Koichi Saijo / Yomiuri Shimbun Staff WriterSAKAI, Fukui — Waves crashed into the Tojinbo cliffs, a 20-meter-tall precipice that extends for a kilometer in the Mikuni district of Sakai, Fukui Prefecture. Those who look out onto the Sea of Japan from the clifftop grow weak in the knees as they become overwhelmed by the powerful scenery.
The waves around Tojinbo are very rough during winter. I visited the cliffs at the end of last year and heard that wind speeds sometimes exceed 10 meters per second. I grimaced as the waves crashed into the base of the cliff far below my feet. Having enjoyed the view, I departed so as to not break my camera in the rough conditions.
I wondered how nice the view would have been had I taken a sightseeing boat. Unfortunately, the boats were out of operation until the end of January.
“You should take in the view from the sea, too. You could have seen many distinctive rocks,” said Satoru Kobari, who operates sightseeing boats for Tojinbo and is also the chief of the Sakai City Mikuni Tourist Association. “However, the waves are still too rough in February,” he added. “Unfortunately, we can only operate the boat for 4 or 5 days during the month.”
Kobari said the boats operate for an average of about 230 days a year. The waves grow calm in the spring, and I look forward to my next visit to the area.
I next headed to Mikuni’s central area.
Mikuni’s port opens at the mouth of the Kuzuryugawa river. Although the port is now famous for its hauls of Echizen-gani crab, it once prospered as a port of call for Kitamae-bune cargo ships that navigated the Sea of Japan during the Edo period (1603-1867).
The ships would stock up on seafood from Hokkaido, rice from the Hokuriku region and other products. They would then enter the Seto Inland Sea from the west before heading to Osaka. Afterward, the ships collected sake and other goods in western Japan for delivery to northern Japan. It is said that the business was very profitable and a year’s worth of transactions covered the cost of building a ship.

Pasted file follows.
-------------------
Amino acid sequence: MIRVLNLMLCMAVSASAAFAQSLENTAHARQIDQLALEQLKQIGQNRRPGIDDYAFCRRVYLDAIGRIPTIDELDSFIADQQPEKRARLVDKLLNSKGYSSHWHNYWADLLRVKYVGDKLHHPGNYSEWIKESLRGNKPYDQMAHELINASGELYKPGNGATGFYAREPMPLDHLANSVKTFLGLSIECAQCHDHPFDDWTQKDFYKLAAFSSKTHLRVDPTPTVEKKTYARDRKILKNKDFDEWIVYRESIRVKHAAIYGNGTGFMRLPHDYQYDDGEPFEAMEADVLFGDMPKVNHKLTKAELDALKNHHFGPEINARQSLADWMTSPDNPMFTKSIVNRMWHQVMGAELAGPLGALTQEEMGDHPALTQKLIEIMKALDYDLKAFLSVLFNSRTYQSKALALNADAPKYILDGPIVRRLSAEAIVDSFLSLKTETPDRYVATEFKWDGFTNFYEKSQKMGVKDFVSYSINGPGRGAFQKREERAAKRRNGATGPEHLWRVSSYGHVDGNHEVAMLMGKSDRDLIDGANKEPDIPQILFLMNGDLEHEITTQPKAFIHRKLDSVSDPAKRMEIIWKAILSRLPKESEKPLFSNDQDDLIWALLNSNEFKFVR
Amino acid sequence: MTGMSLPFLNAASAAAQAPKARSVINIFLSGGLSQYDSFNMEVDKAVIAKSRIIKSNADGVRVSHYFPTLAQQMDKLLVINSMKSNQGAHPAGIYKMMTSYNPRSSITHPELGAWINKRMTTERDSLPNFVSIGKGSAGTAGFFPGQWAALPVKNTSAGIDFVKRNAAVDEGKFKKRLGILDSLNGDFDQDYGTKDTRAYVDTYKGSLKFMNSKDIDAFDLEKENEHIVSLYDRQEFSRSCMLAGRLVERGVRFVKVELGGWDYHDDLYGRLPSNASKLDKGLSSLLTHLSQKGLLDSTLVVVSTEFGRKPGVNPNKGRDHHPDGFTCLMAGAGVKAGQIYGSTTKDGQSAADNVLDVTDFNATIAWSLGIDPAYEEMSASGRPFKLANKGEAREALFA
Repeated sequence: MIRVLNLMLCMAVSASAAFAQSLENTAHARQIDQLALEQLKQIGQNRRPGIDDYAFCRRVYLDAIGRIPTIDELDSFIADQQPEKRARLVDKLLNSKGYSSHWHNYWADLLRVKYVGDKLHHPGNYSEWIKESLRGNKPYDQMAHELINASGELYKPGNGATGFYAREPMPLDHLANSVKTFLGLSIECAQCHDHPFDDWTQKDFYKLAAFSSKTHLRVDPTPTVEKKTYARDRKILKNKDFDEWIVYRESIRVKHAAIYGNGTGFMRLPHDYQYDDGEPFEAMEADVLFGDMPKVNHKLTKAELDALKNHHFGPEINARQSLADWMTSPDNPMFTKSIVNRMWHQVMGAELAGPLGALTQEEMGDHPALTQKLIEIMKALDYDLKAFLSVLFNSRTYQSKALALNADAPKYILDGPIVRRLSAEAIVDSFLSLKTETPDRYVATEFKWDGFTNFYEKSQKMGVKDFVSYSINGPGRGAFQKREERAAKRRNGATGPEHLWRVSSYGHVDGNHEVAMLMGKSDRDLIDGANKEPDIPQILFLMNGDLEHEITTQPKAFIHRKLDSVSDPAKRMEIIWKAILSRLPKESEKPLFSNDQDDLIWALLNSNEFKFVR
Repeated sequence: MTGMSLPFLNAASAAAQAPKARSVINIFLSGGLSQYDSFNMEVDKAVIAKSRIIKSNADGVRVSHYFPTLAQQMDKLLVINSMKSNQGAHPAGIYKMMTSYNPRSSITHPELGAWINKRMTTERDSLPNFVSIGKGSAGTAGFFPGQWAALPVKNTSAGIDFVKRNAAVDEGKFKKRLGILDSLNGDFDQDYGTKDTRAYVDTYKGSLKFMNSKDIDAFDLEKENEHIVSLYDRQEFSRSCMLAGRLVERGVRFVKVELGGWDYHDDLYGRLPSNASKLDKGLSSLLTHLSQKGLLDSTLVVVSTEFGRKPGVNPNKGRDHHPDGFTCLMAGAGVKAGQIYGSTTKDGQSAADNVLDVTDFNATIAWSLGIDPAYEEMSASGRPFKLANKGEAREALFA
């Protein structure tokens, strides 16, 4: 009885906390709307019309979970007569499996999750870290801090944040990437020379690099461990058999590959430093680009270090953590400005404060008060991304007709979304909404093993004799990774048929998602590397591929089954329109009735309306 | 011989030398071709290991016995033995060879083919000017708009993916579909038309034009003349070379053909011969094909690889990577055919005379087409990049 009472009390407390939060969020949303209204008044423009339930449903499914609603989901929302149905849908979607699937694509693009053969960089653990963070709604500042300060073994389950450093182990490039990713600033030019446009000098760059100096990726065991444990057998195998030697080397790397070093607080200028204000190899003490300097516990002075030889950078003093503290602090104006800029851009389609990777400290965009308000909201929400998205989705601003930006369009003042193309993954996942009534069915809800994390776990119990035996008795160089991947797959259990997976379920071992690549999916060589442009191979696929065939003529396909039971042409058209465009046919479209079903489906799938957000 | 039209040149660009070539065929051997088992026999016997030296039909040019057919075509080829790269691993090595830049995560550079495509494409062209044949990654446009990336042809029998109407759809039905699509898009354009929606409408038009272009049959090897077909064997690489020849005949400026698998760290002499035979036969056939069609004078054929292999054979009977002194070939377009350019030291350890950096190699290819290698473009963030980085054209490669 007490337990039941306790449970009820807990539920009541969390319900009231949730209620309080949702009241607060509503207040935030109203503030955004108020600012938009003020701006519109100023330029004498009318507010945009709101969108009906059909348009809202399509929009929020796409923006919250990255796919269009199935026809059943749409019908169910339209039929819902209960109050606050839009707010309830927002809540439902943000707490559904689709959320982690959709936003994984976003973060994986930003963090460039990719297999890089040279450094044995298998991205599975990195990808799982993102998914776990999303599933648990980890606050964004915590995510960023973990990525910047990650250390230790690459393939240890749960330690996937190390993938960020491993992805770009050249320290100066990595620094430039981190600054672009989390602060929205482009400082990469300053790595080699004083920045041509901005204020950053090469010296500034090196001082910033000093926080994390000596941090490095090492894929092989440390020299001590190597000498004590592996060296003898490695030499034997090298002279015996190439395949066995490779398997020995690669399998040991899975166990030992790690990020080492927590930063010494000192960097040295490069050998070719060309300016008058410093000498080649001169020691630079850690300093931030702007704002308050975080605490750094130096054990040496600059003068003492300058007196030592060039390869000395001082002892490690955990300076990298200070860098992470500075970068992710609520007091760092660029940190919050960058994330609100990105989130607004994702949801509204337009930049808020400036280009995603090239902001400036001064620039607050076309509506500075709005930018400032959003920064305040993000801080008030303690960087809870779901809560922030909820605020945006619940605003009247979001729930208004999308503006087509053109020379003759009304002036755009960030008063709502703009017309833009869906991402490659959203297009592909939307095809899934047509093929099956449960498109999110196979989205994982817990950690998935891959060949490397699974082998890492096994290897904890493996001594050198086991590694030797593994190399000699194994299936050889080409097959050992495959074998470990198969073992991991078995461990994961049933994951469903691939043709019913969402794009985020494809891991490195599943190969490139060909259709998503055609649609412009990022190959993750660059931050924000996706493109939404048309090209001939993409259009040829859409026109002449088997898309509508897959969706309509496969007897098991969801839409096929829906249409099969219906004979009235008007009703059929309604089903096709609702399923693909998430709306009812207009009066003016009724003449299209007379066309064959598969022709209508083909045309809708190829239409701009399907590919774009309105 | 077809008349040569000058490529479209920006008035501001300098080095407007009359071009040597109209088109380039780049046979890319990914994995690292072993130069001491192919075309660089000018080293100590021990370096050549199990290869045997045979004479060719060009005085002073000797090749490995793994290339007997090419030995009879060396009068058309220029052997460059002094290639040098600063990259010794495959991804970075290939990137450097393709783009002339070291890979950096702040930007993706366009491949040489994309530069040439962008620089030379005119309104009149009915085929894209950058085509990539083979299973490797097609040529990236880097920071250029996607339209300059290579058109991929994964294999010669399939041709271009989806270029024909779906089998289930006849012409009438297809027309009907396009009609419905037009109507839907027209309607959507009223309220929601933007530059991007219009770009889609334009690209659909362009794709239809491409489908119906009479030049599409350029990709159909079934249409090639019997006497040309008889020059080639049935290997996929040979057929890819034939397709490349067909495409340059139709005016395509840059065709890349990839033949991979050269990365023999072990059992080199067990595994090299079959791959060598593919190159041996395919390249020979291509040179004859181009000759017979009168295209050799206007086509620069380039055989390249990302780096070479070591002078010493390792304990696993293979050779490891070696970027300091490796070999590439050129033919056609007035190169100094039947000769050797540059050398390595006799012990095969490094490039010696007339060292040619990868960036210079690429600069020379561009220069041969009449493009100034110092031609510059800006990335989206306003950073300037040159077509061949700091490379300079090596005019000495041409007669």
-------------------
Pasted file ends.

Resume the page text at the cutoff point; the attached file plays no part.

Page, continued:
Mikuni Minato Kitamae dori (Mikuni Port Kitamae Street) offers a glimpse into the prosperity of those days. The street is lined with the homes of the Morita, Kishina and other merchant families who profited from shipping and other businesses.
The former main office of Morita Bank, built in 1920, is registered as one of the nation’s tangible cultural assets and is open to the public free of charge.
Mieko Ikegami, a 72-year-old volunteer guide, told me, “Ornaments are plastered on the soaring ceiling. The construction is really gorgeous compared to other structures of the time.”
The merchants contributed to the region, not only through repairing the port facilities but also by building a Shinto shrine, a school and other facilities. However, their wealth gradually diminished as railway emerged as a means of transporting goods.
“Mikuni is famous for the Tojinbo cliffs and Echizen-gani crab, but I would be happy if visitors learned our local history, too,” laughed Ikegami, who has been a guide here for 10 years.
For lunch, I made my way to Uoshiro, a restaurant converted from a Meiji- (1868-1912) and Taisho- (1912-1926) era teahouse. The building is a nationally designated tangible cultural asset.
After entering through an old-fashioned lattice door, I ordered amaebi-tendon, a popular rice bowl dish topped with sweet shrimp tempura. I used to believe sweet shrimp was best eaten raw, but this dish proved me wrong. The shrimp had recently molted and the shell was pleasantly soft, which made for a firm texture that allowed me to eat the tail.
As I sat at the counter of this elegant restaurant, I thought about the rise and fall of Edo-era merchants.
Take the Tokaido Shinkansen and a local express train for 3 hours and 20 minutes from Tokyo Station to Fukui Station. From Fukui Station, take the Echizen Railway Mikuni Awara line for 45 minutes to Mikuni. A bus is also available from Awara Onsen Station. For more information, call Sakai City Tourist Information at (0776) 43-0753.
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